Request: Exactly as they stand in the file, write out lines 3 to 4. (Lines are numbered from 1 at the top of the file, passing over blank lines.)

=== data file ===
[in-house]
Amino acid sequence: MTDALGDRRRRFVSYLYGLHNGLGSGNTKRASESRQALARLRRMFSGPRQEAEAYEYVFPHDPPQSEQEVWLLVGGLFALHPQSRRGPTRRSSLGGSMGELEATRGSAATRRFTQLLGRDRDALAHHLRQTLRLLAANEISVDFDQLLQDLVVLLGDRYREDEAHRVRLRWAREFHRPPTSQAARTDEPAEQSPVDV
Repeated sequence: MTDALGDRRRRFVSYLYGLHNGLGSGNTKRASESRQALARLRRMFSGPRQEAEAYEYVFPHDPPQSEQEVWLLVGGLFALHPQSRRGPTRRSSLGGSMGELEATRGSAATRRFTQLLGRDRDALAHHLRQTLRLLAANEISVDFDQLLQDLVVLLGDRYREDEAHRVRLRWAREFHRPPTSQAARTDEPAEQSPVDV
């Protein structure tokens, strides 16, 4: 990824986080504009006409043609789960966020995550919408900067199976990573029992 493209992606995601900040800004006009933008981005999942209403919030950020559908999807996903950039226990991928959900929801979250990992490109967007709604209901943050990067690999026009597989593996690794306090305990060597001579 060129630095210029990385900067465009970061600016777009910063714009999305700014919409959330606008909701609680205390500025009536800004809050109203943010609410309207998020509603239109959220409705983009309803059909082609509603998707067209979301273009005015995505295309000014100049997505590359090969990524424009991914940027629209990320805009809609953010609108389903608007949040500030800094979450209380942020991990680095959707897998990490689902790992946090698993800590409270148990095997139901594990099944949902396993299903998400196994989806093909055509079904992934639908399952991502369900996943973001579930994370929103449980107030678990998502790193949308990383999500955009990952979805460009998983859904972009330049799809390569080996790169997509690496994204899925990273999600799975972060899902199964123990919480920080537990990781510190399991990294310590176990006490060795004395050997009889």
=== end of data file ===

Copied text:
Repeated sequence: MTDALGDRRRRFVSYLYGLHNGLGSGNTKRASESRQALARLRRMFSGPRQEAEAYEYVFPHDPPQSEQEVWLLVGGLFALHPQSRRGPTRRSSLGGSMGELEATRGSAATRRFTQLLGRDRDALAHHLRQTLRLLAANEISVDFDQLLQDLVVLLGDRYREDEAHRVRLRWAREFHRPPTSQAARTDEPAEQSPVDV
């Protein structure tokens, strides 16, 4: 990824986080504009006409043609789960966020995550919408900067199976990573029992 493209992606995601900040800004006009933008981005999942209403919030950020559908999807996903950039226990991928959900929801979250990992490109967007709604209901943050990067690999026009597989593996690794306090305990060597001579 060129630095210029990385900067465009970061600016777009910063714009999305700014919409959330606008909701609680205390500025009536800004809050109203943010609410309207998020509603239109959220409705983009309803059909082609509603998707067209979301273009005015995505295309000014100049997505590359090969990524424009991914940027629209990320805009809609953010609108389903608007949040500030800094979450209380942020991990680095959707897998990490689902790992946090698993800590409270148990095997139901594990099944949902396993299903998400196994989806093909055509079904992934639908399952991502369900996943973001579930994370929103449980107030678990998502790193949308990383999500955009990952979805460009998983859904972009330049799809390569080996790169997509690496994204899925990273999600799975972060899902199964123990919480920080537990990781510190399991990294310590176990006490060795004395050997009889």